Hokkaido is considered by many to be the final frontier for the outdoors in Japan. What better way to experience the outdoors than ice fishing. I was lucky enough to make my fishing dreams come true at Big Fight Fishing Area by catching several big rainbow trout through the ice in Winter, and from the shore in Spring.
At Big Fight Fishing area, there are a total of seven ponds with naturally flowing water from the Shiribetsu River – the cleanest in all of Japan – so the fish that live here are among the healthiest in the country.
The area has been designed with the ideal breeding conditions in mind, so that the fish here can easily flourish. Three of the ponds are used during winter for ice fishing and in summer guests can fish in all seven ponds from the shore.
This winter we arrived on a picture perfect day with blue skies, mild temperatures and almost no wind; a great day for fishing. We were greeted by our guide and fishing instructor, Arata-san: a highly experienced fisherman and Hokkaido local. Arata san’s father was responsible for creating the fishing area in the hopes of ensuring that there will forever be a stable population of trout in Hokkaido.
After a quick introduction to the gear we put on our snowshoes and lifejacket and walked over to the ponds which have a layer of ice about 45-55cms thick. There are a few large orange tents pitched on the ice which help keep the warmth in. I was actually surprised at how comfortable the temperature was inside the tents compared to outside. Before we began fishing, Arata-san demonstrated all the steps to catching fish through the ice.
He explains that the fish will only go for the lure while it’s sinking because that best mimics their natural prey. The lure itself is actually a very small piece of coloured fluff that sort of looks like an insect which is attached to a barbless hook. This special barbless hook is used so that it can easily be removed from the mouth of the fish without doing them any harm.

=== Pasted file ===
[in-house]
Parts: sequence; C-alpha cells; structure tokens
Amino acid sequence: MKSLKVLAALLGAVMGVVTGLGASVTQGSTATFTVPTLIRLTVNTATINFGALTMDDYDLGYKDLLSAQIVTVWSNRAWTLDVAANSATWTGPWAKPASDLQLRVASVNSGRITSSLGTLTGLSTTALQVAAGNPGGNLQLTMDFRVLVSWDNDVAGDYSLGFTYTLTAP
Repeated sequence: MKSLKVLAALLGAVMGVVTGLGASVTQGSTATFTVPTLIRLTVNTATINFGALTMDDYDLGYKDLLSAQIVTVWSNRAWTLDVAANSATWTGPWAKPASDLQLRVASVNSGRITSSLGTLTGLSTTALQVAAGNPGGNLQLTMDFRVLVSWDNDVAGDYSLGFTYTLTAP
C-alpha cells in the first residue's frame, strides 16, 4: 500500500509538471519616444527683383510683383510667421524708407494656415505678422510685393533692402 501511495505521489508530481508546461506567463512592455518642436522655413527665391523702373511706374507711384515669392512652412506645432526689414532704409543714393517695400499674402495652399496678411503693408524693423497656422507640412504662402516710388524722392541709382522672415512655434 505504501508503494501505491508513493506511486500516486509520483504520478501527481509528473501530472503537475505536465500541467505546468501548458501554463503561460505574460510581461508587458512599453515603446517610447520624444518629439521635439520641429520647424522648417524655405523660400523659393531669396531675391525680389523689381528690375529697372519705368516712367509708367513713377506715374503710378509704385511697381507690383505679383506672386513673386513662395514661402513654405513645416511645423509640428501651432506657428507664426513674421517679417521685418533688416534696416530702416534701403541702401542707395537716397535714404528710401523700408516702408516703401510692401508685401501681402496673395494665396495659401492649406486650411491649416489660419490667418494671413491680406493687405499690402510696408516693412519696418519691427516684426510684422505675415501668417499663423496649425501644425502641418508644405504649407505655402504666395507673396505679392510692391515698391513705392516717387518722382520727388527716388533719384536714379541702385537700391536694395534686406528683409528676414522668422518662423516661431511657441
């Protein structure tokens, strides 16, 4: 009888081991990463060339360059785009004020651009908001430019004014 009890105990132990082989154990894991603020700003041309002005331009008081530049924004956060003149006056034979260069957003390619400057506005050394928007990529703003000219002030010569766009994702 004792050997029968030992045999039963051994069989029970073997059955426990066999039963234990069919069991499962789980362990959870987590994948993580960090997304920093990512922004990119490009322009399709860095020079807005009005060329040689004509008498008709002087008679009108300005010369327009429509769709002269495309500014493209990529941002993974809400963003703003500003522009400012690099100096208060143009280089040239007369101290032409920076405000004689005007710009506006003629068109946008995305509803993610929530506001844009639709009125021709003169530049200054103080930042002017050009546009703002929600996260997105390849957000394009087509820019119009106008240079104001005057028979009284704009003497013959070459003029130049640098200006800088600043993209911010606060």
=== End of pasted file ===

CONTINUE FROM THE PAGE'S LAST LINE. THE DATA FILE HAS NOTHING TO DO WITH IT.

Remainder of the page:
As the lure floats down, Arata-san says that it’s very important to keep tension on the line. Keeping tension on the line means that you can feel when a fish is biting and then you can go about setting the hook. Setting the hook is done by giving the rod a slight flick with the wrist which will snare on the fish’s jaw, and then hopefully the fish will be “hooked”! It’s important to make a subtle movement when doing this, because a large movement may actually pull the hook out of the fish’s mouth completely rather than just setting the hook.
Arata-san then drops the line into the hole in the ice along with some bait, and immediately I could see dozens of fish swarming around the line. After about 30 seconds there’s a slight tug on the line, Arata-san flicks the rod, and he’s on! He stays calm and slowly reels in, making sure to keep tension on the line. After a brief fight, Arata-san lifts the fish up through the hole and on to the ice. It’s a big beautiful Rainbow Trout that’s about 25cms long. After some quick photos we gently release the fish back into the pond and head inside the tent.
Now it was my turn to go fishing. I slowly lower the line – I didn’t get a bite straight away, but after a few minutes I got a hit! I think I got too excited and reeled in too fast, because the fish was off the hook after just a few seconds. We had a good laugh before Arata-san explained that if I slow down when reeling in a fish, it will stay on the line.
Following his instructions more carefully I proceeded to land my first Rainbow Trout ever! It has been a dream of mine to catch Rainbow Trout in Hokkaido, so this was really special for me. I fished in this spot for another 30 minutes and caught 3 or 4 more fish before moving on to the next pond.
Most of the ponds at Big Fight Fishing are set up for semi-captive breeding. The first one we were on was one such pond. The second one we moved to had completely wild trout. This was really exciting, because these fish are bigger, stronger and smarter than the fish from the other ponds. Arata-san warned that because these fish are bigger, they have more experience, and have learned to look out for the fishing line. If they see it, they won’t bite the lure.
We got set up inside the nice warm tent and after about 5 minutes, we had a hit! This fish was much stronger than the earlier ones, and I fought with this one for a good 2 or 3 minutes. Eventually the fish grew tired and I was able to reel him in. This was the first wile river fish I have ever caught, and I was stoked. Our photography, Matt, had a turn next and after a few minutes he was on and caught the biggest fish of the day; a 45cm Steelhead Rainbow Trout! It was huge! Arata-san says that the biggest fish ever caught here was by a customer, and it was 90cm. Now that’s big.
I really love fishing, but I’m actually not very good at it. Having an expert fisherman such as Arata-san walk me through the motions of casting, luring, setting the hook, and of course reeling in the fish gave me such a big confidence boost, and I feel like my fishing skills have vastly improved. He easily explained each step, and when I was having trouble setting the hook, he was able to help me change my style so that I could make a hit every time.
Try ice fishing for yourself! http://bigfight.gozaru.jp/